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Summary Chapter 29

Mr. Pickwick awakes and is told by Sam that the day is so cold that the water in the wash-hand basin has frozen. He is also told that there are two new guests at Manor Farm.

By and by, Mr. Pickwick meets the two new guests. They are medical students, Mr. Benjamin Allen and his friend Mr. Bob Sawyer. Consequently, they aren’t in the least bit squeamish as they eat breakfast all the while speaking of dissecting human body parts when Mr. Pickwick warns them of the approach of the ladies who are returning from an early morning walk, in the company of Messrs. Snodgrass, Winkle, and Tupman.

Mr. Benjamin Allen, as it runs out, is Arabella Allen’s brother. He has come to accompany her home. As Mr. Allen reminds Arabella of Bob Sawyer’s presence, Mr. Winkle, who is fond of Arabella, regards Mr. Sawyer with hostility. However, on account of Mr. Wardle’s and Mr. Pickwick’s good cheer, Mr. Winkle gets on well with both Mr. Allen and Mr. Sawyer.

After breakfast, at Mr. Wardle’s suggestion, the party attends a church service where Mr. Allen falls asleep and where Mr. Sawyer carves out his name on the seat of the pew. The party returns to Manor Farm for lunch. With lunch concluded, again at Mr. Wardle’s suggestion, and at the ladies’ insistence, the men decide to go outside to put on an exhibition of ice skating. When asked if he knows how to ice skate, Mr. Winkle lies and says he does. Still, Mr. Winkle tries to extricate himself from the lie by arguing that he doesn’t have his ice skates with him only to be provided with a pair.

Subsequently, fat boy Joe and Sam Weller clear the ice of snow, allowing Mr. Wardle, Mr. Allen, and Mr. Sawyer to prove themselves to be expert ice skaters as they perform evolutions on the ice, which they term the” reel.” Meanwhile Mr. Winkle does all he can to detain Sam Weller who is helping Mr. Winkle put on his skates. Indeed, Mr. Winkle even bribes Sam so that Sam won’t leave his side but to no avail. Mr. Pickwick summons Sam, and Mr. Winkle finds himself sliding and moving on the ice with no idea how to stop or change directions. Alas, Mr. Winkle crashes into Bob Sawyer. The fiasco prompts Mr. Pickwick to call Mr. Winkle a humbug.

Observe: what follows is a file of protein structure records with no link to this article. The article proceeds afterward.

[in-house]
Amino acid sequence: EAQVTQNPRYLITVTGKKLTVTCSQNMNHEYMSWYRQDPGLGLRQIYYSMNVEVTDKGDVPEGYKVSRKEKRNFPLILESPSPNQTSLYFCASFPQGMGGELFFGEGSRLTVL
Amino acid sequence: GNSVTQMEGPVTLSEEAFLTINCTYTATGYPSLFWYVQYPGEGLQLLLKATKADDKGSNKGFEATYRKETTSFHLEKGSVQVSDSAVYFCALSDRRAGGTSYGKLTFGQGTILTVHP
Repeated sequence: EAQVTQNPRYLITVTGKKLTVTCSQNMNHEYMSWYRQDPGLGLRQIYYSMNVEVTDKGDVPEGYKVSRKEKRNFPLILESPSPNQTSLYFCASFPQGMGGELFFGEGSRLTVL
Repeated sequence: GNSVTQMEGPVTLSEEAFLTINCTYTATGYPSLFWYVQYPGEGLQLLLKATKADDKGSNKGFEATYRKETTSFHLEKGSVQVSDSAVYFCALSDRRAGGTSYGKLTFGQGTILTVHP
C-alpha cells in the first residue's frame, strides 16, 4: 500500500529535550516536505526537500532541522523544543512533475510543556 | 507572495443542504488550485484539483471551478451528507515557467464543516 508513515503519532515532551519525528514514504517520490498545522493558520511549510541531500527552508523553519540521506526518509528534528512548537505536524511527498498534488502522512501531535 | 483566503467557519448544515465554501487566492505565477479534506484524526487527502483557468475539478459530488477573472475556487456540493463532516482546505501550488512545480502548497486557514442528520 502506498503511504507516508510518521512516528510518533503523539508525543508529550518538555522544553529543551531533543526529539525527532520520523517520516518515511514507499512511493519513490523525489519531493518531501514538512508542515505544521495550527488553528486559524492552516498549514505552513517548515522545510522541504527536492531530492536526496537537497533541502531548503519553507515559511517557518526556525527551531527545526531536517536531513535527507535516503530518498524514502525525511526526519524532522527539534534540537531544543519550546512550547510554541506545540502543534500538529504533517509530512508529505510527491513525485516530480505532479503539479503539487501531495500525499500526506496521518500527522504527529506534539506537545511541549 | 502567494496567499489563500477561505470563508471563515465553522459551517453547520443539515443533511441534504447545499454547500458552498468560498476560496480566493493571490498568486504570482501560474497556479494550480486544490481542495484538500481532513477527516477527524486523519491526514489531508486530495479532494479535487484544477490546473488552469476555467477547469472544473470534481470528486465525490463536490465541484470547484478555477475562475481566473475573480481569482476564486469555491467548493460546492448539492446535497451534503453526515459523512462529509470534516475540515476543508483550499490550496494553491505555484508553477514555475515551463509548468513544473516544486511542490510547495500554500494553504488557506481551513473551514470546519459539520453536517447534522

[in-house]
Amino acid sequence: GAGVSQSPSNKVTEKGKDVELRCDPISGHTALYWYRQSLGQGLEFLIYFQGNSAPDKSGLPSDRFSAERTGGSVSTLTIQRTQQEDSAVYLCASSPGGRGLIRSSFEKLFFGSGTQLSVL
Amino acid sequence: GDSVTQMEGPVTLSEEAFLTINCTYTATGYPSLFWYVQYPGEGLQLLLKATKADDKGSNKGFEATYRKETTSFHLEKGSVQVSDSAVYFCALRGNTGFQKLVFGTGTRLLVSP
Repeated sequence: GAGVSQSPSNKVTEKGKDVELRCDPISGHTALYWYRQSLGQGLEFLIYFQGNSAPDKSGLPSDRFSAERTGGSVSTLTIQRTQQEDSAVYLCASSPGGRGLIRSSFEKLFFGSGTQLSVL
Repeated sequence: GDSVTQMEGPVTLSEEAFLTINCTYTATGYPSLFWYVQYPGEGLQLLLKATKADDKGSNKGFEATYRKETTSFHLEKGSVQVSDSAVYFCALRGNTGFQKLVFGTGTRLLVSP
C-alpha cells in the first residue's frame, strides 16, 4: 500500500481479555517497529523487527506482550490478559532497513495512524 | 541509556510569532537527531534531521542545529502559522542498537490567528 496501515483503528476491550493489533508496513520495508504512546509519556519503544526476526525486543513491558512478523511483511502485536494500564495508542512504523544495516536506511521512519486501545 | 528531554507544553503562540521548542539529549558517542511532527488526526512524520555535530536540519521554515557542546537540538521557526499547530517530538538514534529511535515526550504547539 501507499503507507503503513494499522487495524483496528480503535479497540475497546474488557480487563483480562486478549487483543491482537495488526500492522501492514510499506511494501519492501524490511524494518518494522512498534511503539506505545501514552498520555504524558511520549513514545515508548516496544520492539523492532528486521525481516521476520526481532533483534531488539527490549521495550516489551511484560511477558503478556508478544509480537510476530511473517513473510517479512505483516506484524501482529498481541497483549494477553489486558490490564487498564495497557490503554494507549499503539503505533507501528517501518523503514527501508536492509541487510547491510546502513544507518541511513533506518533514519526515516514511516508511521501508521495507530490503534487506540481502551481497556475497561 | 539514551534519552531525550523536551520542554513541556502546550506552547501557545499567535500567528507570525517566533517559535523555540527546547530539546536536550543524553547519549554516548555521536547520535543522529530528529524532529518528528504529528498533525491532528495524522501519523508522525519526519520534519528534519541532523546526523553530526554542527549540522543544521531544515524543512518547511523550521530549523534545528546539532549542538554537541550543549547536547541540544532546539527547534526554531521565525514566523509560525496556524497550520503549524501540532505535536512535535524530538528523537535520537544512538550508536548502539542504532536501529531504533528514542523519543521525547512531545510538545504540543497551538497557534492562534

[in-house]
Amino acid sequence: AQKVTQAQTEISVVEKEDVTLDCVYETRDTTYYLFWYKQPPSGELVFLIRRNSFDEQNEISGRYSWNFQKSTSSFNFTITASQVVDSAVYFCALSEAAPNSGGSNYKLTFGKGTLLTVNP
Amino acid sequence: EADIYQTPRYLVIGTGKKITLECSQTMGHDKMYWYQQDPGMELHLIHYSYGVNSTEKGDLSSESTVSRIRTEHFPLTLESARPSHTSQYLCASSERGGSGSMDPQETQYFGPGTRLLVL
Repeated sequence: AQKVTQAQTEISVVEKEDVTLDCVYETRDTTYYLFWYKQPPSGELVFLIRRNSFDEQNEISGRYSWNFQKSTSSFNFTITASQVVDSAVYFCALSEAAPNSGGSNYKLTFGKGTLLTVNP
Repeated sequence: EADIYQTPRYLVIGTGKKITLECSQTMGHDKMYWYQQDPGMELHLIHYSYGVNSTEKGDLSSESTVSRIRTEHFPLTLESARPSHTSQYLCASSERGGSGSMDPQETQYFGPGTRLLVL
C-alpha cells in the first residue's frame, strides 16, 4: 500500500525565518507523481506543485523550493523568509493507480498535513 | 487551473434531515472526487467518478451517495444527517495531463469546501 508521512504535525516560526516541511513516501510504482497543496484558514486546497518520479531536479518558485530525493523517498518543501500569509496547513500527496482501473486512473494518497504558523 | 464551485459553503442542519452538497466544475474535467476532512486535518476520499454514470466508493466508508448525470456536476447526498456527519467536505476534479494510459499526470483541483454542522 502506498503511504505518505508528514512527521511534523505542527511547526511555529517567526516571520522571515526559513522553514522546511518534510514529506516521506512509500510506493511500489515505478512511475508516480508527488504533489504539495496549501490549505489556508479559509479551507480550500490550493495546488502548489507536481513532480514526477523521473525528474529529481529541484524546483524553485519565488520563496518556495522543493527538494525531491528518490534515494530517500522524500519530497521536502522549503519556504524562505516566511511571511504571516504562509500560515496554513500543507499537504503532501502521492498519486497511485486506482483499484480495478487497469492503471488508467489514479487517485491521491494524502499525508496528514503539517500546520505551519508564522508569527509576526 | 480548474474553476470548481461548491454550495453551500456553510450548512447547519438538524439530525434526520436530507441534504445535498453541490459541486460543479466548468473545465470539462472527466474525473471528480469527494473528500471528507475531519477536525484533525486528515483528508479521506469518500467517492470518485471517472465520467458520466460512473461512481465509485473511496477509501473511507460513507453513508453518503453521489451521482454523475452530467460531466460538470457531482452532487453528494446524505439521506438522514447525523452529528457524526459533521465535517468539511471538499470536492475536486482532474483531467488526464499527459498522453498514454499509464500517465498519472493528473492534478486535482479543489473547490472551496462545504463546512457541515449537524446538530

Presently, exhorted by Mr. Wardle who has removed his skates to participate, Mr. Pickwick joins fat boy Joe and Sam Weller in a pastime called “knocking at the cobbler’s door” which basically consists of sliding on the ice minus ice skates. It proves to be so much fun that Bob Sawyer, Mr. Snodgrass, and even Mr. Winkle join in. The fun is at its height when suddenly there is the sound of a loud crack, compelling the ladies to scream and Mr. Tupman to shout. Alas, the ice has given way, and Mr. Pickwick has fallen in.

Luckily for all, the pond where the ice has given way is only five feet deep. Mr. Pickwick surfaces and after much effort, he is pulled out of the water. With Sam by his side, Mr. Pickwick is quickly conveyed inside where he is confined to his bed and fed a limitless supply of hot punch. The measures taken turn out to be just the thing: Mr. Pickwick awakes the next day feeling perfectly fine. Bob Sawyer remarks that there is nothing like hot punch to prevent illness.

The party breaks up on the following day. But before it does, Bob Sawyer invites Mr. Pickwick to visit him, Mr. Allen, and some of their friends at his lodgings in London. Mr. Pickwick agrees to do so. Meanwhile, Mr. Winkle and Mr. Snodgrass respectively have a private word with Arabella Allen and Emily Wardle.

As the Pickwickians ride to London, Mr. Snodgrass and Mr. Winkle are mournfully silent.

Charles Dickens